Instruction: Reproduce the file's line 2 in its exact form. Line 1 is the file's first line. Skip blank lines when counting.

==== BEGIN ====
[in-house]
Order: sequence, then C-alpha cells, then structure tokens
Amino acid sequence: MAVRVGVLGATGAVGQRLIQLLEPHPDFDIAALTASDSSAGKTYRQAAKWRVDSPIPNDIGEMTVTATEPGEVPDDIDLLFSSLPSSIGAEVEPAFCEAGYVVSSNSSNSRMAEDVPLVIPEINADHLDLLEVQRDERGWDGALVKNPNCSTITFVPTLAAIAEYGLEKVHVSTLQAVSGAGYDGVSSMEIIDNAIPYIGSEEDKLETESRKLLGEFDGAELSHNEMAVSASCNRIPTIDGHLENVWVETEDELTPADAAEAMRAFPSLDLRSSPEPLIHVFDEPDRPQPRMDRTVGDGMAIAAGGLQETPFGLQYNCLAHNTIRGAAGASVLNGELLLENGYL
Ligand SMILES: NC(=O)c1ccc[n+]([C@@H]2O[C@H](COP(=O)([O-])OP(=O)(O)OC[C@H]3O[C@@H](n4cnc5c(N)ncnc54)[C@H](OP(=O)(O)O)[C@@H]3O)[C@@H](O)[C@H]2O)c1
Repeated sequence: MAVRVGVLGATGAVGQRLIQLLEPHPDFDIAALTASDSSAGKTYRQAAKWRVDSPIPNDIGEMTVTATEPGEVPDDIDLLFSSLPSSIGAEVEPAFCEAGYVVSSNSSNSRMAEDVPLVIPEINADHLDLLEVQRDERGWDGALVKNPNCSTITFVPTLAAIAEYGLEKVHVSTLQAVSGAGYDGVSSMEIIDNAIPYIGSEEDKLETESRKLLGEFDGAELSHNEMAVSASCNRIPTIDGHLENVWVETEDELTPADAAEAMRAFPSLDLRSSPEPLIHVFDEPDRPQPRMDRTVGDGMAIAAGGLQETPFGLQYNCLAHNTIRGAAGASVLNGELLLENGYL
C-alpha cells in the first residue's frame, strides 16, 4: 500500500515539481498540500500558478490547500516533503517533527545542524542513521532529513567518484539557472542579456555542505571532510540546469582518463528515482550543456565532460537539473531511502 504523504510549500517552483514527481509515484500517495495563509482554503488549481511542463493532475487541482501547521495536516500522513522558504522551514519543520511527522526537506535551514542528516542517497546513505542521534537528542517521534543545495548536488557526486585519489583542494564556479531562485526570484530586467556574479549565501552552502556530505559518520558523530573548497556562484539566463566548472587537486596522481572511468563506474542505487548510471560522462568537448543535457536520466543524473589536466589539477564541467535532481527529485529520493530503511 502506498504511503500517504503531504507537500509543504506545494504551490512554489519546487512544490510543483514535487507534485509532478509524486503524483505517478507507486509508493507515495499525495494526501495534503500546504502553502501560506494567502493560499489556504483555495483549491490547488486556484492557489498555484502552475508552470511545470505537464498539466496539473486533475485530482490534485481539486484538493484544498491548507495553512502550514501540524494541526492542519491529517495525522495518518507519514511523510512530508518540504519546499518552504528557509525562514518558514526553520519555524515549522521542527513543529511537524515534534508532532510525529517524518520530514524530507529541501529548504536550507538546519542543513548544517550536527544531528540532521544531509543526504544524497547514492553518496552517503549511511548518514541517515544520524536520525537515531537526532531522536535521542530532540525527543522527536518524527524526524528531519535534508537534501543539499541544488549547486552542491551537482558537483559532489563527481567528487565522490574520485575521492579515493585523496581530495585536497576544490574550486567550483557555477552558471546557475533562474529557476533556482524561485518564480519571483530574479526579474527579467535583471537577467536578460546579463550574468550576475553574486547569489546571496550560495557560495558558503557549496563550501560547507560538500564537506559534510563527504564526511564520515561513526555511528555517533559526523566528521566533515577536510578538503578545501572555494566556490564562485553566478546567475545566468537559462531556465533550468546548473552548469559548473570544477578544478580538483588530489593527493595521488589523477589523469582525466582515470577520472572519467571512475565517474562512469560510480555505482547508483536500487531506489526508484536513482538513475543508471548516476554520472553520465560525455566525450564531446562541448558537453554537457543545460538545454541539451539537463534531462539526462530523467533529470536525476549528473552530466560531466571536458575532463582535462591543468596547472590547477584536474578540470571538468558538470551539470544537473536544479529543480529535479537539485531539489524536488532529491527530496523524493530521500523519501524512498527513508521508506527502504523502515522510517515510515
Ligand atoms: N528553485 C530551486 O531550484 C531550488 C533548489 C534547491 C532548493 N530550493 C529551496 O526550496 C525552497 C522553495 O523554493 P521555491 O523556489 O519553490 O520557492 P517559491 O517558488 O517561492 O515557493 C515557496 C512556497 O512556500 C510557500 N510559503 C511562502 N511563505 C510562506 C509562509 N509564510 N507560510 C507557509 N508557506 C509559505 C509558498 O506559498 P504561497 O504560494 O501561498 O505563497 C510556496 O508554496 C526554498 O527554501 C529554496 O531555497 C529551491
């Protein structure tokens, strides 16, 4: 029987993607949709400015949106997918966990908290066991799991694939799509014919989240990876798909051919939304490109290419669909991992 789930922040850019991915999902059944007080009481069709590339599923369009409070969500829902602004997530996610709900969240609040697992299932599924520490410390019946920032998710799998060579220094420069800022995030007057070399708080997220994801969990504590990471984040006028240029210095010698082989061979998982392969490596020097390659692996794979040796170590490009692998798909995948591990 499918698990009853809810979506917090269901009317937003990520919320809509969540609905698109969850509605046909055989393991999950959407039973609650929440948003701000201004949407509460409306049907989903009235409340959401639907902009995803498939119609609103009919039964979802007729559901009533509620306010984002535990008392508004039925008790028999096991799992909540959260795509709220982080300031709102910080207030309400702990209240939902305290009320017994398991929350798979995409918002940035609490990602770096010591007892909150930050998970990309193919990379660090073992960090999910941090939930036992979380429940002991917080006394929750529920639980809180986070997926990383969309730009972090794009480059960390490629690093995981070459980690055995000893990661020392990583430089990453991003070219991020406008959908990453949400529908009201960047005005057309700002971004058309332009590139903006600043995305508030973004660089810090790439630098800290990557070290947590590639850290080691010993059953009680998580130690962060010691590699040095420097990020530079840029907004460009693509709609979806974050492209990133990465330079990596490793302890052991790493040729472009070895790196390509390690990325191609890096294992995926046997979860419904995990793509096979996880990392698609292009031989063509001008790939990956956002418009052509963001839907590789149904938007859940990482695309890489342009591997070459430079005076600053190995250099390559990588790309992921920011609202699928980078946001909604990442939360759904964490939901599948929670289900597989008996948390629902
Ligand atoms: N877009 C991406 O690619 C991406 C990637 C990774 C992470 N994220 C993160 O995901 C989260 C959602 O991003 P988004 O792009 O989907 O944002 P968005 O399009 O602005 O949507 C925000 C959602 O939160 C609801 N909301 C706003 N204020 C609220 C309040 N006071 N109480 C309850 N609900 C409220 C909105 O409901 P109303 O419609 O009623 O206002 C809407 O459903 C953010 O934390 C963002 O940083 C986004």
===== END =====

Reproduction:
Order: sequence, then C-alpha cells, then structure tokens